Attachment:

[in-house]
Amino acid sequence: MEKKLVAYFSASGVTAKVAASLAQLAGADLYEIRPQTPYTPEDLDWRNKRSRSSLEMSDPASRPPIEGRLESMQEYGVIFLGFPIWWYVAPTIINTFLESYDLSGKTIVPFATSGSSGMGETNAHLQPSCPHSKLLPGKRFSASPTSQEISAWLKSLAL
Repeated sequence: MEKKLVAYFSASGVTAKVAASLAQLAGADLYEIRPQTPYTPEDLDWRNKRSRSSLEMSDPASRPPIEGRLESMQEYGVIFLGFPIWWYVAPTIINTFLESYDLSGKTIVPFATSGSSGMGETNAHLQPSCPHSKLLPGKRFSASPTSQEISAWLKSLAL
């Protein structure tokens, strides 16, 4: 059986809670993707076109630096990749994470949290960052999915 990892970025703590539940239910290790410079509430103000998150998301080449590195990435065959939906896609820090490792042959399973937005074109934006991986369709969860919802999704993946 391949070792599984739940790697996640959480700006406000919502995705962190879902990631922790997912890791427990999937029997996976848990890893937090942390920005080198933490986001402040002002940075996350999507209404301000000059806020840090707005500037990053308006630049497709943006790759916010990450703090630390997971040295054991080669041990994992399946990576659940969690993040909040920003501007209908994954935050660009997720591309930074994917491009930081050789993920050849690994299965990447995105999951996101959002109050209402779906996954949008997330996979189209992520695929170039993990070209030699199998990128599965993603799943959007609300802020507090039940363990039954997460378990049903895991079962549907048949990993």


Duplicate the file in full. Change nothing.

[in-house]
Amino acid sequence: MEKKLVAYFSASGVTAKVAASLAQLAGADLYEIRPQTPYTPEDLDWRNKRSRSSLEMSDPASRPPIEGRLESMQEYGVIFLGFPIWWYVAPTIINTFLESYDLSGKTIVPFATSGSSGMGETNAHLQPSCPHSKLLPGKRFSASPTSQEISAWLKSLAL
Repeated sequence: MEKKLVAYFSASGVTAKVAASLAQLAGADLYEIRPQTPYTPEDLDWRNKRSRSSLEMSDPASRPPIEGRLESMQEYGVIFLGFPIWWYVAPTIINTFLESYDLSGKTIVPFATSGSSGMGETNAHLQPSCPHSKLLPGKRFSASPTSQEISAWLKSLAL
């Protein structure tokens, strides 16, 4: 059986809670993707076109630096990749994470949290960052999915 990892970025703590539940239910290790410079509430103000998150998301080449590195990435065959939906896609820090490792042959399973937005074109934006991986369709969860919802999704993946 391949070792599984739940790697996640959480700006406000919502995705962190879902990631922790997912890791427990999937029997996976848990890893937090942390920005080198933490986001402040002002940075996350999507209404301000000059806020840090707005500037990053308006630049497709943006790759916010990450703090630390997971040295054991080669041990994992399946990576659940969690993040909040920003501007209908994954935050660009997720591309930074994917491009930081050789993920050849690994299965990447995105999951996101959002109050209402779906996954949008997330996979189209992520695929170039993990070209030699199998990128599965993603799943959007609300802020507090039940363990039954997460378990049903895991079962549907048949990993």